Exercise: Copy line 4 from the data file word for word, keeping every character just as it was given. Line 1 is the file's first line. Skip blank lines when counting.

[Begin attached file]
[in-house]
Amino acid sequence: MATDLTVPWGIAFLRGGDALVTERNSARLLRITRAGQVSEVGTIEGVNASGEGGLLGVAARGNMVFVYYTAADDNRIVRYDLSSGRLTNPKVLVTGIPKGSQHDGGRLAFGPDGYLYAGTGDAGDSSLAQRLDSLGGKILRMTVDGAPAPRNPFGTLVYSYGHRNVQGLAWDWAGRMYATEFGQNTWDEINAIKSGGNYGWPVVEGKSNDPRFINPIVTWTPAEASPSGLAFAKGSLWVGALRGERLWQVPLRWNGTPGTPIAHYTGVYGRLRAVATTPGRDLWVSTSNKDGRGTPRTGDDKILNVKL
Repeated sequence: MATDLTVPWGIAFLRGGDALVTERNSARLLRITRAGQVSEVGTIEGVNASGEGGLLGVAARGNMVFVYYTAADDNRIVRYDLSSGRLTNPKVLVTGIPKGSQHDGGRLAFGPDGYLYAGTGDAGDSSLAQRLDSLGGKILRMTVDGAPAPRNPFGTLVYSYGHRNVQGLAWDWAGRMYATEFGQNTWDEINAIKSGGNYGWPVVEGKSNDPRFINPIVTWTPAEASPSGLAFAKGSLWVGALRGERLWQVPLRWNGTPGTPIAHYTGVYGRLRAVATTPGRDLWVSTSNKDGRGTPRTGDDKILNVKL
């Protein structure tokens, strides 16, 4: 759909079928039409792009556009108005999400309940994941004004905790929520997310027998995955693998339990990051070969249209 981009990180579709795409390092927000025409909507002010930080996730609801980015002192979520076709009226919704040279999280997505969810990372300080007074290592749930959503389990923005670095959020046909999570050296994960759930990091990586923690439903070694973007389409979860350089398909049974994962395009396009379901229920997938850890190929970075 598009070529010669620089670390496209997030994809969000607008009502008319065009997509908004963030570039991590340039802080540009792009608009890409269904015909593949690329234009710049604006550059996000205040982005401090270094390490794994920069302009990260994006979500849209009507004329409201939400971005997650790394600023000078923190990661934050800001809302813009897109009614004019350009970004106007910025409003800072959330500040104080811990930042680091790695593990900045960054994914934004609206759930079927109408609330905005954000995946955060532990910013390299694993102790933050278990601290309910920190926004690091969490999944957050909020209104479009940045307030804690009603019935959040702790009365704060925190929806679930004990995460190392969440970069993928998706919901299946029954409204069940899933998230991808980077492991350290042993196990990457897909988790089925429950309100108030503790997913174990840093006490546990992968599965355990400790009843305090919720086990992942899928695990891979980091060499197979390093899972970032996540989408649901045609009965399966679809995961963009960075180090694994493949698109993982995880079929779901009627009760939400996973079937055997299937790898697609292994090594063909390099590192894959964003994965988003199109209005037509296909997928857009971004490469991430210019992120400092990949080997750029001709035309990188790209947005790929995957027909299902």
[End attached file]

């Protein structure tokens, strides 16, 4: 759909079928039409792009556009108005999400309940994941004004905790929520997310027998995955693998339990990051070969249209 981009990180579709795409390092927000025409909507002010930080996730609801980015002192979520076709009226919704040279999280997505969810990372300080007074290592749930959503389990923005670095959020046909999570050296994960759930990091990586923690439903070694973007389409979860350089398909049974994962395009396009379901229920997938850890190929970075 598009070529010669620089670390496209997030994809969000607008009502008319065009997509908004963030570039991590340039802080540009792009608009890409269904015909593949690329234009710049604006550059996000205040982005401090270094390490794994920069302009990260994006979500849209009507004329409201939400971005997650790394600023000078923190990661934050800001809302813009897109009614004019350009970004106007910025409003800072959330500040104080811990930042680091790695593990900045960054994914934004609206759930079927109408609330905005954000995946955060532990910013390299694993102790933050278990601290309910920190926004690091969490999944957050909020209104479009940045307030804690009603019935959040702790009365704060925190929806679930004990995460190392969440970069993928998706919901299946029954409204069940899933998230991808980077492991350290042993196990990457897909988790089925429950309100108030503790997913174990840093006490546990992968599965355990400790009843305090919720086990992942899928695990891979980091060499197979390093899972970032996540989408649901045609009965399966679809995961963009960075180090694994493949698109993982995880079929779901009627009760939400996973079937055997299937790898697609292994090594063909390099590192894959964003994965988003199109209005037509296909997928857009971004490469991430210019992120400092990949080997750029001709035309990188790209947005790929995957027909299902």